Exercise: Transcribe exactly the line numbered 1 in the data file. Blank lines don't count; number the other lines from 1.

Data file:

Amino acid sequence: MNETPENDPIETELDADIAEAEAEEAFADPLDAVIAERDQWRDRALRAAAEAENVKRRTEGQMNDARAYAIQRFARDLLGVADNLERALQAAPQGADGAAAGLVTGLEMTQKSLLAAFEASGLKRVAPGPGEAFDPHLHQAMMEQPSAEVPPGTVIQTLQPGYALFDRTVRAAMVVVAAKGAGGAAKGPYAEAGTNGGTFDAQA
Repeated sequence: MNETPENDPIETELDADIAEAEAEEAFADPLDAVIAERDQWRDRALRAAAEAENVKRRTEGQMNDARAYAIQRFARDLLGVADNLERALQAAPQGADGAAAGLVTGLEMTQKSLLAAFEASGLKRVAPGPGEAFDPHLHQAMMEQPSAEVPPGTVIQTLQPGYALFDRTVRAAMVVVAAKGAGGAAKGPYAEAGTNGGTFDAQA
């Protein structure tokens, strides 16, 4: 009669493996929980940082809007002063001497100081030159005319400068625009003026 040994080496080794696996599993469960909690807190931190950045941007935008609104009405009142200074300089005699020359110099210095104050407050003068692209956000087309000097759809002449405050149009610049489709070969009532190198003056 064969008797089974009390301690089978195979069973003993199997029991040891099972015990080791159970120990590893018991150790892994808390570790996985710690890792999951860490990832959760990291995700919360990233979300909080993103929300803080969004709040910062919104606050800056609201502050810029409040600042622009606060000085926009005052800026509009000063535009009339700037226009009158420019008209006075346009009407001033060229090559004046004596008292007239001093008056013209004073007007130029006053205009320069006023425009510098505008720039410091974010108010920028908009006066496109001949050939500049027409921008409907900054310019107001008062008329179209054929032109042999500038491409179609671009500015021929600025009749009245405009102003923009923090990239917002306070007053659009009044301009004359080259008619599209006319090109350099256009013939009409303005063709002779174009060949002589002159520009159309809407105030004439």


Amino acid sequence: MNETPENDPIETELDADIAEAEAEEAFADPLDAVIAERDQWRDRALRAAAEAENVKRRTEGQMNDARAYAIQRFARDLLGVADNLERALQAAPQGADGAAAGLVTGLEMTQKSLLAAFEASGLKRVAPGPGEAFDPHLHQAMMEQPSAEVPPGTVIQTLQPGYALFDRTVRAAMVVVAAKGAGGAAKGPYAEAGTNGGTFDAQA